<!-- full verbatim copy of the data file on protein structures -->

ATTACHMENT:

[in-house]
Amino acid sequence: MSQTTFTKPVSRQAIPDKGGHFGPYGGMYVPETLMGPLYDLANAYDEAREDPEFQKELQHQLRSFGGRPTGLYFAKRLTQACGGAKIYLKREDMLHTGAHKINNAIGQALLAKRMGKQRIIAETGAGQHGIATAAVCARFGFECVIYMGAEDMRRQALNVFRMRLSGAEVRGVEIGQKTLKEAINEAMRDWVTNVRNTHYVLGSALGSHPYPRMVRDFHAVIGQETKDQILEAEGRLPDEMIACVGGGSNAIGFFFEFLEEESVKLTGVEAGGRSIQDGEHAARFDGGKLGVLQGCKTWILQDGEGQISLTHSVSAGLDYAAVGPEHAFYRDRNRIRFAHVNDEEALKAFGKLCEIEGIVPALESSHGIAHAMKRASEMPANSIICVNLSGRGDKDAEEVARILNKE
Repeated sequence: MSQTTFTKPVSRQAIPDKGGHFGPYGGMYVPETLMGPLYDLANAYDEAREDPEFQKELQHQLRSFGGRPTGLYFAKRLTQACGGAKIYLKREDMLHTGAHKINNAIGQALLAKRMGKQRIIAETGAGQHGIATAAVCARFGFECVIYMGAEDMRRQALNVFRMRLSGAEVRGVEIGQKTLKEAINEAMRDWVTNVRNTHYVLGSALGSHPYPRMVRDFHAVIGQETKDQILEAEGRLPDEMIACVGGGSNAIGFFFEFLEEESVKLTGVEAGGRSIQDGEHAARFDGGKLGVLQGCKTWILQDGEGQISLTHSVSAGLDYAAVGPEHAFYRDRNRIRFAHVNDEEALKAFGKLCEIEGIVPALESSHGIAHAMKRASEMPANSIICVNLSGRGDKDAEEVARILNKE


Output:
[in-house]
Amino acid sequence: MSQTTFTKPVSRQAIPDKGGHFGPYGGMYVPETLMGPLYDLANAYDEAREDPEFQKELQHQLRSFGGRPTGLYFAKRLTQACGGAKIYLKREDMLHTGAHKINNAIGQALLAKRMGKQRIIAETGAGQHGIATAAVCARFGFECVIYMGAEDMRRQALNVFRMRLSGAEVRGVEIGQKTLKEAINEAMRDWVTNVRNTHYVLGSALGSHPYPRMVRDFHAVIGQETKDQILEAEGRLPDEMIACVGGGSNAIGFFFEFLEEESVKLTGVEAGGRSIQDGEHAARFDGGKLGVLQGCKTWILQDGEGQISLTHSVSAGLDYAAVGPEHAFYRDRNRIRFAHVNDEEALKAFGKLCEIEGIVPALESSHGIAHAMKRASEMPANSIICVNLSGRGDKDAEEVARILNKE
Repeated sequence: MSQTTFTKPVSRQAIPDKGGHFGPYGGMYVPETLMGPLYDLANAYDEAREDPEFQKELQHQLRSFGGRPTGLYFAKRLTQACGGAKIYLKREDMLHTGAHKINNAIGQALLAKRMGKQRIIAETGAGQHGIATAAVCARFGFECVIYMGAEDMRRQALNVFRMRLSGAEVRGVEIGQKTLKEAINEAMRDWVTNVRNTHYVLGSALGSHPYPRMVRDFHAVIGQETKDQILEAEGRLPDEMIACVGGGSNAIGFFFEFLEEESVKLTGVEAGGRSIQDGEHAARFDGGKLGVLQGCKTWILQDGEGQISLTHSVSAGLDYAAVGPEHAFYRDRNRIRFAHVNDEEALKAFGKLCEIEGIVPALESSHGIAHAMKRASEMPANSIICVNLSGRGDKDAEEVARILNKE